"Having a mechanistic model that allows you to determine which features are important and which can be ignored for a genetic circuit to behave in a particular way allows you to more efficiently create circuits with desired properties," Gupta said. "It allows you to concentrate on the most important factors necessary in the design."
"Throughout this work, we used mathematical models to find out what is important in designing robust synthetic gene circuits," Josić said. "Computational and mathematical tools are essential in all types of engineering. Why not for biological engineering?"
Josić, Ott and Bennett's research is funded by the National Institutes of Health through the joint National Science Foundation/National Institute of General Medical Sciences Mathematical Biology Program."


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An Invitation to Contribute to the Second Life of the Synthetic Biology Collection - PLOS Biologue

An Invitation to Contribute to the Second Life of the Synthetic Biology Collection - PLOS Biologue | SynBioFromLeukipposInstitute | Scoop.it
  Synthetic Biologist Dr. Jean Peccoud introduces a major rejuvenation of the PLOS Synthetic Biology Collection and calls on the community to lead the
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The battle for the “green” polymer. Different approaches for biopolymer synthesis: bioadvantaged vs. bioreplacement

The battle for the “green” polymer. Different approaches for biopolymer synthesis: bioadvantaged vs. bioreplacement | SynBioFromLeukipposInstitute | Scoop.it
Biopolymers have been used throughout history; however, in the last two centuries they have seen a decrease in their utilization as the proliferation of inexpensive and mass-produced materials from petrochemical feedstocks quickly became better-suited to meeting society's needs. In recent years, high petroleum pric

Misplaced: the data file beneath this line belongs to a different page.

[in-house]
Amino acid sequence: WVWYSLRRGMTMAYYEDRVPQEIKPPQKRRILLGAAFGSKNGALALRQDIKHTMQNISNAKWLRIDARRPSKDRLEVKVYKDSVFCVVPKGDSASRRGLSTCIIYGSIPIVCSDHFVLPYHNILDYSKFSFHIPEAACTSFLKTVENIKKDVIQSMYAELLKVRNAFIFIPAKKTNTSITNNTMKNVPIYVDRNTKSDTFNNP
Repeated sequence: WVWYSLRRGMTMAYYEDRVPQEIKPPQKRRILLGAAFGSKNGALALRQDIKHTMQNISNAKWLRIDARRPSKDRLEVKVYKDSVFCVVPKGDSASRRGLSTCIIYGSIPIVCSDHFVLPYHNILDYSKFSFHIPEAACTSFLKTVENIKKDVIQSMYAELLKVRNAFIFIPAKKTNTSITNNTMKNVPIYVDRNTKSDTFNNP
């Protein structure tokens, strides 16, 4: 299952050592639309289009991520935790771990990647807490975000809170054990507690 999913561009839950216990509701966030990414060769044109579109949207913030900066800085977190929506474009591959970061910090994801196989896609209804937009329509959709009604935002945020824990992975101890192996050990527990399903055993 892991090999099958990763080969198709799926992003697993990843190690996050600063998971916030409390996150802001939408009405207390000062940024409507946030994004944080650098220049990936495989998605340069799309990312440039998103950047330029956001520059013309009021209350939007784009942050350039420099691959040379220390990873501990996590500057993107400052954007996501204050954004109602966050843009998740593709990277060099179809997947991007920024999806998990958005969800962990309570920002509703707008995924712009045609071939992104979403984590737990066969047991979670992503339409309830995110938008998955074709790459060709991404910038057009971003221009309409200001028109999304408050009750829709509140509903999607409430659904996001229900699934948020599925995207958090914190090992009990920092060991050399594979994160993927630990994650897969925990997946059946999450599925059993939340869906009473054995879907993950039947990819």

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Synthetic biology: E. coli reporter gets the inside scoop

Synthetic biology: E. coli reporter gets the inside scoop | SynBioFromLeukipposInstitute | Scoop.it
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Christina Tobin Kåhrström

"Recent progress in synthetic biology has enabled the construction of sophisticated genetic circuits to monitor environmental stimuli. Kotula et al. now engineer Escherichia coli with a genetic memory device that is capable of sensing, remembering and reporting on antibiotic exposure in the mammalian gut."


 http://bit.ly/1jZLDsk

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[Douglas Densmore] Fluigi: Synthetic Biology Based Microfluidic ...

Fluigi: Synthetic Biology Based Microfluidic Control Synthesis. Douglas Densmore.
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Scott C Mohr's curator insight, April 3, 2014 2:56 PM

I hope to see this field advance as microfluidic systems evolve and enable rapid development of synthetic circuits.